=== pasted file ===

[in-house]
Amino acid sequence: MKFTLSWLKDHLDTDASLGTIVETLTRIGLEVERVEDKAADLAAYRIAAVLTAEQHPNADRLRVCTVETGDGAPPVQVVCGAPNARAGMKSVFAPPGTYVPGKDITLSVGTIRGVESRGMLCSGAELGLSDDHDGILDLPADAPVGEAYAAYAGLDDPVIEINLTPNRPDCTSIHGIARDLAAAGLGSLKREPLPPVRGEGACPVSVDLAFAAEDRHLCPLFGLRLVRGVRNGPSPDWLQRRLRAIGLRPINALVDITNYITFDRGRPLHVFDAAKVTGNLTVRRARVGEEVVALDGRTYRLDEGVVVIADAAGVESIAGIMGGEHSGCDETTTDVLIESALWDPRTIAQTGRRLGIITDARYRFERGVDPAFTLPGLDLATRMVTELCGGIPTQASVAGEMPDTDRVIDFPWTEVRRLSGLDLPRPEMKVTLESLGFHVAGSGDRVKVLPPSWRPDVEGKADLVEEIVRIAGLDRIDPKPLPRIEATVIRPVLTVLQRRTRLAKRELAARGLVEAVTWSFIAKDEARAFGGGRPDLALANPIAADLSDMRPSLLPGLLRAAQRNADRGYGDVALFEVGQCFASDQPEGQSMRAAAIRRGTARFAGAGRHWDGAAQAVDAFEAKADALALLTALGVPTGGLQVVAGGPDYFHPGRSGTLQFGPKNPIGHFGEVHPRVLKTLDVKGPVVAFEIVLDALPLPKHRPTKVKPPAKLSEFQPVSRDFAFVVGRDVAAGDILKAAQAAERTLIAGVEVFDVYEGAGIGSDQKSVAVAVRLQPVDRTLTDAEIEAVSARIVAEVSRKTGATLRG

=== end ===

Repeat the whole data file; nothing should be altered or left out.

[in-house]
Amino acid sequence: MKFTLSWLKDHLDTDASLGTIVETLTRIGLEVERVEDKAADLAAYRIAAVLTAEQHPNADRLRVCTVETGDGAPPVQVVCGAPNARAGMKSVFAPPGTYVPGKDITLSVGTIRGVESRGMLCSGAELGLSDDHDGILDLPADAPVGEAYAAYAGLDDPVIEINLTPNRPDCTSIHGIARDLAAAGLGSLKREPLPPVRGEGACPVSVDLAFAAEDRHLCPLFGLRLVRGVRNGPSPDWLQRRLRAIGLRPINALVDITNYITFDRGRPLHVFDAAKVTGNLTVRRARVGEEVVALDGRTYRLDEGVVVIADAAGVESIAGIMGGEHSGCDETTTDVLIESALWDPRTIAQTGRRLGIITDARYRFERGVDPAFTLPGLDLATRMVTELCGGIPTQASVAGEMPDTDRVIDFPWTEVRRLSGLDLPRPEMKVTLESLGFHVAGSGDRVKVLPPSWRPDVEGKADLVEEIVRIAGLDRIDPKPLPRIEATVIRPVLTVLQRRTRLAKRELAARGLVEAVTWSFIAKDEARAFGGGRPDLALANPIAADLSDMRPSLLPGLLRAAQRNADRGYGDVALFEVGQCFASDQPEGQSMRAAAIRRGTARFAGAGRHWDGAAQAVDAFEAKADALALLTALGVPTGGLQVVAGGPDYFHPGRSGTLQFGPKNPIGHFGEVHPRVLKTLDVKGPVVAFEIVLDALPLPKHRPTKVKPPAKLSEFQPVSRDFAFVVGRDVAAGDILKAAQAAERTLIAGVEVFDVYEGAGIGSDQKSVAVAVRLQPVDRTLTDAEIEAVSARIVAEVSRKTGATLRG